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Photo: Gozio Health

Patient portals have become a more important patient engagement tool than ever during the COVID-19 pandemic, not only serving as the digital front door for healthcare provider organizations but also as the primary way for communicating with physicians and nurses and even receiving care through telehealth.

Many patients have grown accustomed to this digital healthcare, even preferring it, while many patients yearn for in-person care, though still can benefit from mobile patient engagement technologies. So what can provider organizations do to continue to appeal to all of these patients with digital health tools, and what can they do to bolster their digital front door offerings?

Healthcare IT News interviewed Joshua Titus, sinequan what is it used for CEO and founder of Gozio Health, a mobile patient engagement IT vendor, to dive into this subject and explore some of the technologies involved.

Q: As a result of the COVID-19 pandemic, more healthcare encounters shifted to a virtual format. Suddenly, many consumers desire digital health that simplifies access to care and care information and enhances the patient experience. How should healthcare provider organizations respond to this situation post-pandemic?

A: The rapid shift to virtual care during COVID-19 showed patients what is possible in healthcare. As the world shut down, more communication channels between providers and patients opened up to protect access to care without risking exposure to the virus.

The pandemic quickly pulled us forward into the future, and there’s no turning back. Healthcare organizations now understand how a mobile strategy – even when cobbled together in haste – can strengthen patient care and engagement as well as their bottom line.

But providing lasting value requires that healthcare organizations go beyond telehealth by leveraging digital solutions to address patients’ comprehensive needs, from access to medical records to online bill pay.

They must also develop digital health strategies that integrate seamlessly into patients’ busy lives. By using digital solutions to meet patients where they are, healthcare organizations can elevate quality of care and the patient experience while increasing efficiency and reducing costs.

Q: Healthcare often is very fragmented, resulting in a disjointed patient experience. What can digital platforms do to help resolve this challenge?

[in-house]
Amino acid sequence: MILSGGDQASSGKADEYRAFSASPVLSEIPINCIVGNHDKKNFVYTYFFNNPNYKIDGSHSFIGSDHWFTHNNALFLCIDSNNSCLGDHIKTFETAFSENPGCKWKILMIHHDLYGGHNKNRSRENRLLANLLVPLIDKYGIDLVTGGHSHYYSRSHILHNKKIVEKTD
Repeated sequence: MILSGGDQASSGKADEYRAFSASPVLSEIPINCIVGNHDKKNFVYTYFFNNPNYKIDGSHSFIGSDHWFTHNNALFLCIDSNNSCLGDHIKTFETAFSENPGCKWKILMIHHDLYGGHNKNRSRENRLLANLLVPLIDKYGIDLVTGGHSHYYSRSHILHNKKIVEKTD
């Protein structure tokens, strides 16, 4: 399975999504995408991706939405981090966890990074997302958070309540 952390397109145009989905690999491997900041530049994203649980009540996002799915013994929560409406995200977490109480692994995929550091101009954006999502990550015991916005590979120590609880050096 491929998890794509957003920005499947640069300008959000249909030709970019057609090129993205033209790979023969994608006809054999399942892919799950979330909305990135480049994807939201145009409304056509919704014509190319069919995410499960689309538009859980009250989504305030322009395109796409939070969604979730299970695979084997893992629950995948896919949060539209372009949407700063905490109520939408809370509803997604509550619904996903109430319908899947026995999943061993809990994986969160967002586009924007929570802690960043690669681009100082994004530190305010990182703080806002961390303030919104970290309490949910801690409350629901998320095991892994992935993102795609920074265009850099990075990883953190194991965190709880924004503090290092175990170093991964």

A: From frustration in scheduling appointments to difficulties in sharing information across points of care, fragmented healthcare causes friction at every stage of a patient’s journey. Digital health platforms have a unique opportunity to effect meaningful change by bringing together siloed systems, creating a more seamless patient experience.

Leading platforms leverage user data to determine which solutions patients most want from a healthcare app, from assistance in navigating the hospital to entry points for virtual care. They also draw from the organization’s customer service data to determine where pain points exist in the patient journey. With a flexible platform, developers can use this data to easily adjust the app’s offerings to meet the needs of the population the healthcare organization serves.

It’s important to note that there is no “one size fits all” digital health solution. The best platforms are extremely agile, with the ability to add new functionality or services when circumstances change. They are also developed with a deep understanding of how different patient populations interact with the healthcare system. By taking the perspectives of specific populations into account, healthcare organizations can create digital experiences that eliminate fragmented care and ensure patients receive the appropriate support.

Q: Can location-aware technologies like geofencing and mobile wayfinding, used to great effect in other industries, help healthcare organizations with the patient experience?

A: Absolutely. The best apps act as a companion to patients throughout their journey. They use location-aware technologies to guide patients from their home to the parking lot to the appropriate entrance to each department they must visit.

They advise patients when they must stop to obtain a badge before continuing on their journey or when a trip to patient registration may be necessary. Every destination in a patient’s encounter is mapped out on their phone from one point to the next, eliminating the stress of navigating a hospital environment.

The most robust location-aware platforms give healthcare organizations the ability to redirect traffic when circumstances change, such as during the first months of COVID-19. They even help patients remember where they parked. Newer platforms also provide location-aware analytics that hospitals use to gain insight into user behavior. These insights inform and empower operational adjustments that enhance the patient experience.

For healthcare organizations, wayfinding is, quite literally, a way to get patients in the door and to the point of care. After the encounter, leading platforms continue to engage patients with services from medical record access to online bill pay. These touches increase the odds that patients will be back again.

Twitter: @SiwickiHealthIT
Email the writer: [email protected]
Healthcare IT News is a HIMSS Media publication.

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